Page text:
Roman I of Moldavia

Roman I (? – March 1394) was Voivode of Moldavia from December 1391 to March 1394. He was the second son of Costea and Margareta Muşata (= "the beautiful" in Old Romanian) the daughter of the first ruler of Moldavia, Bogdan I and the founder Muşatin family.[1]

Roman I
Roman I Musat.jpg
Prince of Moldavia
ReignDecember 1391 – March 1394
PredecessorPetru II of Moldavia
SuccessorStephen I of Moldavia
DiedMarch 1394

During his reign, Moldova incorporated all the territories between the Carpathians and Dniester, Roman I becoming the first Moldavian ruler to call himself "voivode from the [Carpathian] mountains to the [ Black Sea ] shore" or "Prince of Moldavia, from the Carpathian Mountains to the Sea."[2] The important fortress of Cetatea Albă also came under Moldavian rule during this period.

Like the previous Moldavian rulers, he paid homage to the Polish king Władysław II Jagiełło. However, in 1393 he supported Fyodor Koriatovych, the prince of Podolia, in the war against Władysław II and Lithuanian grand duke Vytautas. After their defeat at Braclaw, Roman was forced to give up the throne in favour of his son Stephen I.[citation needed]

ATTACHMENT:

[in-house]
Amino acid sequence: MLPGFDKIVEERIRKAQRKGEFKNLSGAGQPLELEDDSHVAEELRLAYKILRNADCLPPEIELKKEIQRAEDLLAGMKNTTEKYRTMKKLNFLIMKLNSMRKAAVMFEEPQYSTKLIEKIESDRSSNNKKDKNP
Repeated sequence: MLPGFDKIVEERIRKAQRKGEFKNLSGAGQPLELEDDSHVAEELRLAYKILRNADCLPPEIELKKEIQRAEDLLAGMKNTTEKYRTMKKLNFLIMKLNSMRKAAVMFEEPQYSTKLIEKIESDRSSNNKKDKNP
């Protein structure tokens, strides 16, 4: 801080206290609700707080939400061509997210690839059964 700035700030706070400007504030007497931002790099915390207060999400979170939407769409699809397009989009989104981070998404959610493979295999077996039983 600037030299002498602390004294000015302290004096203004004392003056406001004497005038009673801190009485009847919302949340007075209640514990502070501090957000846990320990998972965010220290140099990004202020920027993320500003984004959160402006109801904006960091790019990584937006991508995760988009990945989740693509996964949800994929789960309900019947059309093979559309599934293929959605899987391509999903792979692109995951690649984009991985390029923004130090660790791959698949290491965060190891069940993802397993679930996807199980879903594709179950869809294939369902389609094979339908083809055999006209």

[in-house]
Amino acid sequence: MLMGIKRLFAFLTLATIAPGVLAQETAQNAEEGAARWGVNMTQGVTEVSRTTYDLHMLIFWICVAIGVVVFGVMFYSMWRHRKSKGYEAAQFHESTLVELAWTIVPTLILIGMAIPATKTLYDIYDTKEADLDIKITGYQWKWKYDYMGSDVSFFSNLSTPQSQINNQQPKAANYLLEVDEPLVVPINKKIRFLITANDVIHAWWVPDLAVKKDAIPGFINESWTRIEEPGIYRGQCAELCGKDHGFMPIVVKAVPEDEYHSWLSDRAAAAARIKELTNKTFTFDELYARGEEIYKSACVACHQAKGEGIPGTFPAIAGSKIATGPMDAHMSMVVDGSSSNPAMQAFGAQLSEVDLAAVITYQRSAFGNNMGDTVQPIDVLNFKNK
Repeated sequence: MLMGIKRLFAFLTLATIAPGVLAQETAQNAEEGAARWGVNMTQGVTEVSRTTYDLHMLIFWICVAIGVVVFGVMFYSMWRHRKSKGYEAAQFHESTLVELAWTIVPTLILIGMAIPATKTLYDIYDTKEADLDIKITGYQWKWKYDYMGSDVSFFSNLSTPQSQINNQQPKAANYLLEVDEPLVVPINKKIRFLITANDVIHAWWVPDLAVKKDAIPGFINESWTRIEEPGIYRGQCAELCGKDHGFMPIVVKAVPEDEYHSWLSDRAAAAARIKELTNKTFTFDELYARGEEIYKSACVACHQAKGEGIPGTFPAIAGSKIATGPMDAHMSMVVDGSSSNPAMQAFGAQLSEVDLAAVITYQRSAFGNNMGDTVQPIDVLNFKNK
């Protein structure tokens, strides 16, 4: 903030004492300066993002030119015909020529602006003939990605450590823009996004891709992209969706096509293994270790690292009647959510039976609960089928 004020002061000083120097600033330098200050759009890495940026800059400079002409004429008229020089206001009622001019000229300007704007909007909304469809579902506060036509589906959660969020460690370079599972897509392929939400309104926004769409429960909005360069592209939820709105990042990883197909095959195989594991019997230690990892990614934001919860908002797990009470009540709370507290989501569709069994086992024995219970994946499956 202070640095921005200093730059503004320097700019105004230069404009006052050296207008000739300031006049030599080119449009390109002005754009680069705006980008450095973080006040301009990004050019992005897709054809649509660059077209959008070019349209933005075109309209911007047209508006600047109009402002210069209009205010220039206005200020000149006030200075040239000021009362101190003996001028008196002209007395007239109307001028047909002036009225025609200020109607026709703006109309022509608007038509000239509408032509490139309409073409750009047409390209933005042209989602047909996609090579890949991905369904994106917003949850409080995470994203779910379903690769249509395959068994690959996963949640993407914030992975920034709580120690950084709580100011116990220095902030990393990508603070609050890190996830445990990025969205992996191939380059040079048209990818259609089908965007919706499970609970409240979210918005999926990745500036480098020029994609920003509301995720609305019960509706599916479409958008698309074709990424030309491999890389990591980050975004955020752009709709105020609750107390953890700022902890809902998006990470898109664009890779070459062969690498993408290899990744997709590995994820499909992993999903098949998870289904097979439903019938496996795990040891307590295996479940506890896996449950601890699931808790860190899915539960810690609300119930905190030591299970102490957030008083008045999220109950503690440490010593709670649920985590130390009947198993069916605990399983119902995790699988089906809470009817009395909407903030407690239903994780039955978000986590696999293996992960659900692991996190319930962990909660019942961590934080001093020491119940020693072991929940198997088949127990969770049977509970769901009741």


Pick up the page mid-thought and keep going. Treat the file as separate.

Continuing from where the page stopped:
Roman I built the first church and fortifications in the town of Roman, considered to be named in his honour.

He was interred in Bogdana Monastery, the princely church of Rădăuţi.

His wife was Anastasia. According to some historians she could be sister of Mircea the Elder's mother.[3] Others consider her the daughter of Lațcu of Moldavia[4] - unlikely as Latcu's daughter would have been his first cousin.

See alsoEdit


  1. ^ Lia și Adrian Bătrâna, Biserica Sfântul Nicolae din Rădăuți, Editura Constantin Matasă, Piatra Neamț, 2012
  2. ^ Stoica, Vasile (1919). The Roumanian Question: The Roumanians and their Lands. Pittsburgh: Pittsburgh Printing Company. p. 16.
  3. ^ Czamańska, Ilona (1996). Mołdawia i Wołoszczyzna wobec Polski, Węgier i Turcji w XIV i XV wieku. Poznań: Wydawnictwo Naukowe UAM. p. 205. ISBN 83-232-0733-X.
  4. ^ Vlahuță, Alexandru. "Din trecutul nostru".

External linksEdit

Preceded by Prince of Moldavia
Succeeded by